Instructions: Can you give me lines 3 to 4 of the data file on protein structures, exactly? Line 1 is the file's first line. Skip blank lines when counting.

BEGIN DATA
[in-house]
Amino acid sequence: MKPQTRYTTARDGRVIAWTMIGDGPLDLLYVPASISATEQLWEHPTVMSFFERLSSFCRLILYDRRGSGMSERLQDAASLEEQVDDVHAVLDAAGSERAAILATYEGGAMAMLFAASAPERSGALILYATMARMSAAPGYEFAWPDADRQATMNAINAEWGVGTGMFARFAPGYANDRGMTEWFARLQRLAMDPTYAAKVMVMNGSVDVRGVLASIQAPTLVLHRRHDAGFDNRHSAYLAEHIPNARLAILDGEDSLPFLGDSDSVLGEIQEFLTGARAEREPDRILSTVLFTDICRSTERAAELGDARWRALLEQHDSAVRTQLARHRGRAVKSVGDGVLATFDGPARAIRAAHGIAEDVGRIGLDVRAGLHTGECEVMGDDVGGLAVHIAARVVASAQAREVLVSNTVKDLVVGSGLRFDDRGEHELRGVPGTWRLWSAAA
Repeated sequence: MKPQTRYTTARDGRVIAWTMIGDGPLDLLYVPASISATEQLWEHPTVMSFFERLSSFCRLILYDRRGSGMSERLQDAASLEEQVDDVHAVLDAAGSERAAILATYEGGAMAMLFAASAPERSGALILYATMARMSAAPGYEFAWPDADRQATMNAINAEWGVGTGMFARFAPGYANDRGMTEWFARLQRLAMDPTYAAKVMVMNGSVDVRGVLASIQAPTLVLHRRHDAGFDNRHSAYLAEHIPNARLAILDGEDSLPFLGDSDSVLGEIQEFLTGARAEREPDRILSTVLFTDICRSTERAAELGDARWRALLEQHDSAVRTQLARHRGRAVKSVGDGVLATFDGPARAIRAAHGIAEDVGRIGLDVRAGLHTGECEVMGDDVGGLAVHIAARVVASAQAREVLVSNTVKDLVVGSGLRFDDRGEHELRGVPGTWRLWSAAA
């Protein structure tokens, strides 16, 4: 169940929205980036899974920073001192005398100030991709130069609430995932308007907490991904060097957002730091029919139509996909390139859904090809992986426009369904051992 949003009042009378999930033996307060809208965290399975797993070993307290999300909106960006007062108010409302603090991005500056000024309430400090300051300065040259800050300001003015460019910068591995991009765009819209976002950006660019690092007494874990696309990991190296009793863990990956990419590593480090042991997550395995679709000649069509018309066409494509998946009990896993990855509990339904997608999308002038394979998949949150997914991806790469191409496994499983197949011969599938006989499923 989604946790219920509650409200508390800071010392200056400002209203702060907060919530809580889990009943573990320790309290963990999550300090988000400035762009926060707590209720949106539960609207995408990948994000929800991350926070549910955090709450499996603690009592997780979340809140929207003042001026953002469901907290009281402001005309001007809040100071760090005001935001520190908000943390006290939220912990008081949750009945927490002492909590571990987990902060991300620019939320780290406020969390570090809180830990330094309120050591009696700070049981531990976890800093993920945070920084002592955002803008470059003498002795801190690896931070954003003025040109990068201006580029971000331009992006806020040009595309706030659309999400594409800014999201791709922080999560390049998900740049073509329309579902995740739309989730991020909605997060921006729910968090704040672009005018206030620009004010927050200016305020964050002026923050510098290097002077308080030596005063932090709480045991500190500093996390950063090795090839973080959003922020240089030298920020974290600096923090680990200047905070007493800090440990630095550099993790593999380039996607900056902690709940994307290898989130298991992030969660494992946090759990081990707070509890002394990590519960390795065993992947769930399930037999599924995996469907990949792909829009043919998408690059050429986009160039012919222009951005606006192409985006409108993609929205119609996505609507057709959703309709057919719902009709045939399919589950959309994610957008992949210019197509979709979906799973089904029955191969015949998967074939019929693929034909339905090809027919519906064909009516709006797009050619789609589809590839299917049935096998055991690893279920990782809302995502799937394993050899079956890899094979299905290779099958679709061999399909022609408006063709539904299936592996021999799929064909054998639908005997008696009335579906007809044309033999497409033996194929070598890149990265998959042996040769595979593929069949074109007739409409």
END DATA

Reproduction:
Repeated sequence: MKPQTRYTTARDGRVIAWTMIGDGPLDLLYVPASISATEQLWEHPTVMSFFERLSSFCRLILYDRRGSGMSERLQDAASLEEQVDDVHAVLDAAGSERAAILATYEGGAMAMLFAASAPERSGALILYATMARMSAAPGYEFAWPDADRQATMNAINAEWGVGTGMFARFAPGYANDRGMTEWFARLQRLAMDPTYAAKVMVMNGSVDVRGVLASIQAPTLVLHRRHDAGFDNRHSAYLAEHIPNARLAILDGEDSLPFLGDSDSVLGEIQEFLTGARAEREPDRILSTVLFTDICRSTERAAELGDARWRALLEQHDSAVRTQLARHRGRAVKSVGDGVLATFDGPARAIRAAHGIAEDVGRIGLDVRAGLHTGECEVMGDDVGGLAVHIAARVVASAQAREVLVSNTVKDLVVGSGLRFDDRGEHELRGVPGTWRLWSAAA
């Protein structure tokens, strides 16, 4: 169940929205980036899974920073001192005398100030991709130069609430995932308007907490991904060097957002730091029919139509996909390139859904090809992986426009369904051992 949003009042009378999930033996307060809208965290399975797993070993307290999300909106960006007062108010409302603090991005500056000024309430400090300051300065040259800050300001003015460019910068591995991009765009819209976002950006660019690092007494874990696309990991190296009793863990990956990419590593480090042991997550395995679709000649069509018309066409494509998946009990896993990855509990339904997608999308002038394979998949949150997914991806790469191409496994499983197949011969599938006989499923 989604946790219920509650409200508390800071010392200056400002209203702060907060919530809580889990009943573990320790309290963990999550300090988000400035762009926060707590209720949106539960609207995408990948994000929800991350926070549910955090709450499996603690009592997780979340809140929207003042001026953002469901907290009281402001005309001007809040100071760090005001935001520190908000943390006290939220912990008081949750009945927490002492909590571990987990902060991300620019939320780290406020969390570090809180830990330094309120050591009696700070049981531990976890800093993920945070920084002592955002803008470059003498002795801190690896931070954003003025040109990068201006580029971000331009992006806020040009595309706030659309999400594409800014999201791709922080999560390049998900740049073509329309579902995740739309989730991020909605997060921006729910968090704040672009005018206030620009004010927050200016305020964050002026923050510098290097002077308080030596005063932090709480045991500190500093996390950063090795090839973080959003922020240089030298920020974290600096923090680990200047905070007493800090440990630095550099993790593999380039996607900056902690709940994307290898989130298991992030969660494992946090759990081990707070509890002394990590519960390795065993992947769930399930037999599924995996469907990949792909829009043919998408690059050429986009160039012919222009951005606006192409985006409108993609929205119609996505609507057709959703309709057919719902009709045939399919589950959309994610957008992949210019197509979709979906799973089904029955191969015949998967074939019929693929034909339905090809027919519906064909009516709006797009050619789609589809590839299917049935096998055991690893279920990782809302995502799937394993050899079956890899094979299905290779099958679709061999399909022609408006063709539904299936592996021999799929064909054998639908005997008696009335579906007809044309033999497409033996194929070598890149990265998959042996040769595979593929069949074109007739409409």